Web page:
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Discussion with D.C. Councilwoman Christina Henderson Addresses Uterine Fibroids in Health Curriculum

March 28,2021

We had the opportunity to speak with D.C. Councilwoman At-Large, Christina Henderson, about the importance of providing curriculum in schools about potential women’s health issues like uterine fibroids. Councilwoman Henderson is passionate about advocating for issues that impact families and children. She has promoted increased health education in schools where reproductive health topics have been previously avoided, to make sure women who are impacted by fibroids find the resources they need to make an informed healthcare decision.

Alongside Councilwoman Henderson, Dr. Yan Katsnelson, founder of the Fibroid Fighters Foundation which aims to provide awareness, education, as well as treatment information regarding fibroids, joined this thought-provoking conversation on how to best relay educational materials around women’s health affecting communities across the nation.

The Silence Around the Fibroid Pandemic

Although close to 70% to 80% of women will get uterine fibroids before the age of 50, there are few conversations surrounding what symptoms to look out for and what treatments are available. In recent years, women’s health providers as well as physicians have put importance on raising awareness about cervical cancer and preventative measures such as pap smears. However, other topics like uterine fibroids and adenomyosis seem to be brushed under the rug.

Additionally, the subject of how heavy should a normal period be, is not discussed enough at yearly physical exams. Women are left with the idea that it’s normal to consistently experience a heavy period or severe cramps that can become debilitating at times. Thankfully, people like Councilwoman Henderson and Dr. Katsnelson are both raising awareness about what constitutes a “normal period” and when you should be more concerned. “They need to know that experiencing painful, prolonged menstrual periods is abnormal. When women suffer seven to 14 days or longer, have a heavy menstrual period, need to run to the restroom every 30 minutes from frequent urination, have spotting in between cycles or other symptoms, then it is most likely caused by fibroid disease. When it begins to affect your life, it is not normal,” states Dr. Katsnelson.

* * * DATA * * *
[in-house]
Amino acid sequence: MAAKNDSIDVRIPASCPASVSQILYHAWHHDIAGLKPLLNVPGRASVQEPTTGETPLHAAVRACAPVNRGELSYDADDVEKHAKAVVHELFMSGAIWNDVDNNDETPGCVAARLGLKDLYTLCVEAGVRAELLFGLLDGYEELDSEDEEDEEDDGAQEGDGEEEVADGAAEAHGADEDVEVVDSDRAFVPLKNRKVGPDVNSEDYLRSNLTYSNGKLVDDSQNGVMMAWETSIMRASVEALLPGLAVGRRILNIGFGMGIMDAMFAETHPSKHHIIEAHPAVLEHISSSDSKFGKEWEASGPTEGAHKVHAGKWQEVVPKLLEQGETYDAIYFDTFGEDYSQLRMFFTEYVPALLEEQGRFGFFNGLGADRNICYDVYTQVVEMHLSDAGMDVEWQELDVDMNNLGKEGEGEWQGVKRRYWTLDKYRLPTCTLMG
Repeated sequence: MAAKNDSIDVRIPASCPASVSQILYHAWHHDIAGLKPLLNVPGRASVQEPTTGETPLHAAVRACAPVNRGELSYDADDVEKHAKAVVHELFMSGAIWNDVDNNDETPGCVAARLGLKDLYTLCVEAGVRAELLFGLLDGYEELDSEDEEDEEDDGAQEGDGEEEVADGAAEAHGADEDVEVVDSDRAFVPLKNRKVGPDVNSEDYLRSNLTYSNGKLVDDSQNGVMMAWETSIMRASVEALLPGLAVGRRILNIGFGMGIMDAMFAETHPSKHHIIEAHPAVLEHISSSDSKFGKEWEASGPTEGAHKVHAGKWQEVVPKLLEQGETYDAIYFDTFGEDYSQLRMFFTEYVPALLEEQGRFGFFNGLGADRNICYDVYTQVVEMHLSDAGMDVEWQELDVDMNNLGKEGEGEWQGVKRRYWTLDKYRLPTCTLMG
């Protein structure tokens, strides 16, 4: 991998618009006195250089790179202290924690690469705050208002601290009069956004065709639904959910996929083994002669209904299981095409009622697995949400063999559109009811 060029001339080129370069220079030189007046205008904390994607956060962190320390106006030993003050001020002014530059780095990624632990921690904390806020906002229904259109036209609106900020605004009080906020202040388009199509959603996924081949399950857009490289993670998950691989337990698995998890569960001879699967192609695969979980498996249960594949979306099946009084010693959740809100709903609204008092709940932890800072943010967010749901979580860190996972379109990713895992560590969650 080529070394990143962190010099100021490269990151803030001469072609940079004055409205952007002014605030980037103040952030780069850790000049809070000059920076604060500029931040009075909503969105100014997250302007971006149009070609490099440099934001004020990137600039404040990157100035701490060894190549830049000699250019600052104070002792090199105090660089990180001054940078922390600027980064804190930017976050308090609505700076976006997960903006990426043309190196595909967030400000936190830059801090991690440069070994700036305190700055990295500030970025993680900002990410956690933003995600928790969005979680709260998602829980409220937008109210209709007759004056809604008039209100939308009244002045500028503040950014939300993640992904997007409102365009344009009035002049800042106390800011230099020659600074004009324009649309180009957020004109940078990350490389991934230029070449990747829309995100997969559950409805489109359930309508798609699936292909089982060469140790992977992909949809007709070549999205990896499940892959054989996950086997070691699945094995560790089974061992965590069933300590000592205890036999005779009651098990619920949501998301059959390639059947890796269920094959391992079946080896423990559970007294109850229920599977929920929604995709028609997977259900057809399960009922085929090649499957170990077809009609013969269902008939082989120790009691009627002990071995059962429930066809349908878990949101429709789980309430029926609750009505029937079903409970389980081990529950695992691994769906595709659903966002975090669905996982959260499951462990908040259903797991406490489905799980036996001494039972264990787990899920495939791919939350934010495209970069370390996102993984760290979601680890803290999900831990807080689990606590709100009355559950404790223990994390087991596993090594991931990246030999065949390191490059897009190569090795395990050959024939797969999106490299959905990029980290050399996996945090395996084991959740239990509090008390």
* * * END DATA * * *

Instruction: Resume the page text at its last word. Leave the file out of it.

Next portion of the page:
Both Councilwoman Henderson and Dr. Katsnelson agree that if women knew from the beginning that their heavy, painful period was caused by uterine fibroids, they’d be able to get the necessary treatment to improve their quality of life. Henderson adds, “We need to be more proactive about informing people in the same way we tell them to do the self care exams in the shower for breast cancer and having the confidence to speak up to your doctor to say, no, something is wrong here.” Henderson believes that empowering women to be their own advocate is one of the most important first steps of breaking the silence around fibroids.

Why Aren’t Fibroids Included In Health Curriculum?